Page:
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In Chapter 16, Malcolm tells us that the only domestic argument he ever had with his wife, Betty, concerned money. Until then, questions about money never arose between the couple.

As time continued, rumors abounded that Malcolm was making plenty of money in his position as the national spokesman for the Nation of Islam. Since the rumors were not true, Malcolm refused to defend himself. He believed in Elijah Muhammad's prophecy that others would envy him because of his position, and he took the smears in stride. However, the situation at home was different.

Betty felt that Malcolm needed to put aside some money for his family if anything happened to him. However, Malcolm felt differently; he did not want to become another one of the individuals who benefited financially from his connections to a social justice organization. Malcolm firmly believed that leaders of such organizations needed to set a good example. He maintained that plenty of other organizations had already been destroyed by their leaders' lack of moral integrity.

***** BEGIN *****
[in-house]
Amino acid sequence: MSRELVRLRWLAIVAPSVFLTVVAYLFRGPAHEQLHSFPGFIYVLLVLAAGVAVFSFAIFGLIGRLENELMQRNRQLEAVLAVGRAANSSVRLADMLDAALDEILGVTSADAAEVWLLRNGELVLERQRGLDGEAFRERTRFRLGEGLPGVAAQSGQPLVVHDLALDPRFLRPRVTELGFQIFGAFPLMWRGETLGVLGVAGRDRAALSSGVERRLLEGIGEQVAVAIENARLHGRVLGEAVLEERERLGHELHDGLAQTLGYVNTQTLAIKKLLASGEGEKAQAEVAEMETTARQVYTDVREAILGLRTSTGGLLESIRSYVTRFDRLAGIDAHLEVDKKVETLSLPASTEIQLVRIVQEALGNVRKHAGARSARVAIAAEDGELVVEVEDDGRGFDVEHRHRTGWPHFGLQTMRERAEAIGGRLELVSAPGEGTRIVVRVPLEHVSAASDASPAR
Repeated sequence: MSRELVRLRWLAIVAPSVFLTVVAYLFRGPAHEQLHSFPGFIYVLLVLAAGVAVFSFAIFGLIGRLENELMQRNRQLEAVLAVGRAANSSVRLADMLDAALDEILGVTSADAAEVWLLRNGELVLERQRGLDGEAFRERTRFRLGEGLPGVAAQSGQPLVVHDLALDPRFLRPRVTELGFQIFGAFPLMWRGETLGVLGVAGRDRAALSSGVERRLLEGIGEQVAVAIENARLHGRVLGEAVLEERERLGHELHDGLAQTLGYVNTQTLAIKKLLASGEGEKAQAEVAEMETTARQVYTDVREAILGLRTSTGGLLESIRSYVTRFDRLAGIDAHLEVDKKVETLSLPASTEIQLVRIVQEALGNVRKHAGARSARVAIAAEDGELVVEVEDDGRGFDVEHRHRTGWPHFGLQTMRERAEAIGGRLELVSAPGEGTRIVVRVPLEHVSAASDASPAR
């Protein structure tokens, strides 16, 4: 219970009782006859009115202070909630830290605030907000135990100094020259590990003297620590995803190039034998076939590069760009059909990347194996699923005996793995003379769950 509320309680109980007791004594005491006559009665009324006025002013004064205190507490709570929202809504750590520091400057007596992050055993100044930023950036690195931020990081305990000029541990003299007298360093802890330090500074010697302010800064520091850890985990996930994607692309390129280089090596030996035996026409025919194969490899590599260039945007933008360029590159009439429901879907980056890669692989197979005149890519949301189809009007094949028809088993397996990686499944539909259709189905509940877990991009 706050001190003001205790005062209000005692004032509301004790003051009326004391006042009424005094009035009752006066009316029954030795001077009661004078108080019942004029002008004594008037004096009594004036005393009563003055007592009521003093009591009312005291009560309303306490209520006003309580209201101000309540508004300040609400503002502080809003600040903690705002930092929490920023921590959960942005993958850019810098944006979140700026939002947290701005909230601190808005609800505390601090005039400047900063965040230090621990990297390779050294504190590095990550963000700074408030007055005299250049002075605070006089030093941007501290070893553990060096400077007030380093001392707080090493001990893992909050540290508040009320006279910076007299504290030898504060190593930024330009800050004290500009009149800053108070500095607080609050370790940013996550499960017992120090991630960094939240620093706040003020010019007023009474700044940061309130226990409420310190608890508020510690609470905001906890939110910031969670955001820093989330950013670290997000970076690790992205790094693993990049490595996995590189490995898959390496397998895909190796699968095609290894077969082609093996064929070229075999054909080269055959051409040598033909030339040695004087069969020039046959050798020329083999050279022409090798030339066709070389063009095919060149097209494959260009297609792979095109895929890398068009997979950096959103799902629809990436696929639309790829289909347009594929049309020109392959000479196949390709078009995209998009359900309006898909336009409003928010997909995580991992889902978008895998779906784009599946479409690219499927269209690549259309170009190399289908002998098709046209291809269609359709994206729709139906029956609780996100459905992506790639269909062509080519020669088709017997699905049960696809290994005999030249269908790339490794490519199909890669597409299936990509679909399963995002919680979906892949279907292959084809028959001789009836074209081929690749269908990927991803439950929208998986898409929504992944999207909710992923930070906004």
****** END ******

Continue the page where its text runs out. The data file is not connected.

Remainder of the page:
From Malcolm's point of view, these leaders had often been goaded into agitating for their own personal aggrandizement by their own wives. He tells us that this one argument almost broke up his marriage. However, Malcolm and Betty were soon able to come to an understanding after Malcolm reassured Betty that the Nation of Islam would step up for her and the children should anything happen to him.

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The Autobiography of Malcolm X

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